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Atlanta, GA Tax Attorney Headlines


[06/20] Justice Dept., EU clear Delta-Virgin Atlantic deal
[06/20] Court rules for Amex in dispute with merchants
[06/20] U.S. home resales surpass five million in May

Corporate Finance

[06/17] BlueTarp Financial Helps Pair of Lumber Companies Take Business Growth to the Next Level
[06/17] BioScrip Extends The Consent Payment Deadline And Expiration Date For Its Previously Announced Tender Offer And Consent Solicitation
[06/13] Northrop Grumman Awards $50,000 in School Grants to Promote Science, Technology, Engineering and Math Education

Case Summaries

Commercial Law

[08/07] Apple Inc. v. International Trade Commission
The decision of defendant International Trade Commission (ITC) that the asserted claims of plaintiff’s 607 patent related to smartphone touch screens are invalid and that intervenor Motorola does not infringe the asserted claims of plaintiff’s 828 patent is: (1) affirmed in part, where substantial evidence supports the ITC’s finding that Perski 455 anticipates claims of the 607 patent, and substantial evidence supports the ITC’s finding of no anticipation with regard to SmartSkin; (2) reversed in part and remanded, where the ITC’s decision that Perski 455 anticipates claim 10 of the 607 patent lacks substantial evidence; and (3) vacated in part and remanded, as to the ITC’s obvious finding and the ITC’s decision that Motorola does not infringe the 828 patent claims.

[08/05] Federal Treasury Enterprise v. SPI Spirits Ltd.
Dismissal of plaintiffs’ claims alleging that defendants infringed certain registered trademarks related to the Russian vodka known as “Stolichnaya,” in violation of Section 32(1) of the Lanham Act, is affirmed, where: (1) the Russian Federation is the owner of the Marks; and (2) plaintiffs have not alleged facts sufficient to support their suit in the claimed capacities.

[08/01] Zhang v. Superior Court (California Capital Insurance Company)
Although Moradi-Shalal v. Fireman’s Fund Ins. Companies bars private actions for unfair insurance practices under the Unfair Insurance Practices Act (UIPA), it does not preclude first-party actions brought under the Unfair Competition Law (UCL) based on grounds independent from Insurance Code Section 790.03, even when the insurer’s conduct also violates Section 790.03, and here plaintiff alleges causes of action for false advertising and insurance bad faith, both of which provide grounds for a UCL claim independent from the UIPA, so allowing her also to sue under the UCL does no harm to the rule established in Moradi-Shalal.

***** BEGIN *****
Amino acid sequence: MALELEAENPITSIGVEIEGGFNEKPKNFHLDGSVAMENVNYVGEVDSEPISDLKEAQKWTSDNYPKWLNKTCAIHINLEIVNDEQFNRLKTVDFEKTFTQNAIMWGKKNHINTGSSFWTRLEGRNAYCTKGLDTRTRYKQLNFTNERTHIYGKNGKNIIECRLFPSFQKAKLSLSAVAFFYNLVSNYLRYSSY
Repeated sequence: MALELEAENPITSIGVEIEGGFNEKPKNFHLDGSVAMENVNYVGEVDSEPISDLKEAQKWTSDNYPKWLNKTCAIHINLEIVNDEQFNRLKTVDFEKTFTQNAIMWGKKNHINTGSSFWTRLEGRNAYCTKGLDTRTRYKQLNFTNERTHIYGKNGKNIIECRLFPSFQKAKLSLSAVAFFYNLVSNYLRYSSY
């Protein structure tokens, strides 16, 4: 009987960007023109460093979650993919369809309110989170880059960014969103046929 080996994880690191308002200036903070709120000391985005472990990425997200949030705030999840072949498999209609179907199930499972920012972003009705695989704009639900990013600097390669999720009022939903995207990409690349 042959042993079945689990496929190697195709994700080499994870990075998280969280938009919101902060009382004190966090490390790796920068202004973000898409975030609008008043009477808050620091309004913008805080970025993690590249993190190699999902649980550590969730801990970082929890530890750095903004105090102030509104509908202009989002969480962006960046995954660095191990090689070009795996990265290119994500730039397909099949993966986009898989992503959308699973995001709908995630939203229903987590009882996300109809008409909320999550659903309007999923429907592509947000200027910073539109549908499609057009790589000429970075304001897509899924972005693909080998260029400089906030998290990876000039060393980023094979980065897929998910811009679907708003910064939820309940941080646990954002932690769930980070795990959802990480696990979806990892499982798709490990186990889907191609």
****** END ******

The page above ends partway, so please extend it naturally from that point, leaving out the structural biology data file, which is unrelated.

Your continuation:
[07/30] U.S. v. Trek Leather, Inc.
The decision of the Court of International Trade finding corporate officer (defendant) liable for gross negligence in connection with the entry of imported merchandise into the U.S. is reversed and remanded, where corporate officer (defendant) cannot be personally chargeable with negligence for the actions he took in his capacity as a corporate officer and on behalf of corporation (defendant) because the government failed to: (1) pierce the corporate veil to establish that corporate officer (defendant) was the actual importer of record; and (2) show that the corporate officer (defendant) is liable for fraud under 19 U.S.C. Section 1592(a)(1)(A) or as an aider and abettor of fraud by company (defendant) under Section 1592(a)(1)(B).


[08/12] Universal Trading & Investment Co., Inc. v. Bureau for Representing Ukrainian Interests in Int’l and Foreign Courts
In a breach of contract claim brought against the Republic of Ukraine for failure to pay for asset recovery work performed by a private entity, the district court’s assertion of jurisdiction over a matter involving a foreign sovereign is affirmed, where the transactions at issue constitute commercial activity exempt from immunity under the Foreign Sovereign Immunities Act (FSIA), 28 U.S.C. Section 1604.

[08/09] Taurus IP, LLC v. DaimlerChrysler Corporation
In two cases arising from plaintiff’s allegations that defendants’ external websites infringed plaintiff’s 658 patent relating to a computer system for managing product knowledge related to products offered for sale by a selling entity, and defendants’ breach of contract claim against third-party defendants: (1) in the patent suit, the district court’s rulings are affirmed as to (a) the district court’s constructions of all the disputed claim terms, (b) the judgment of invalidity of claims 16 and 27 of plaintiff’s 658 patent, (c) the judgment of noninfringement, and (d) the finding of an exceptional case under 35 U.S.C. Section 285 and the resulting award of damages to defendants; and (2) in the breach of warranty suit, the district court’s rulings are affirmed as to (a) the denial of the motion to dismiss for lack of personal jurisdiction over Orion and Spangenberg, (b) liability for breach of the warranty provision, (c) the award of damages consisting of attorney fees incurred in prosecuting the breach of warranty suit, and (d) the imposition of evidentiary sanctions on third-party defendants for witness tampering, but reversed as to the award of damages consisting of lawyer fees incurred by defendants in defending the patent suit.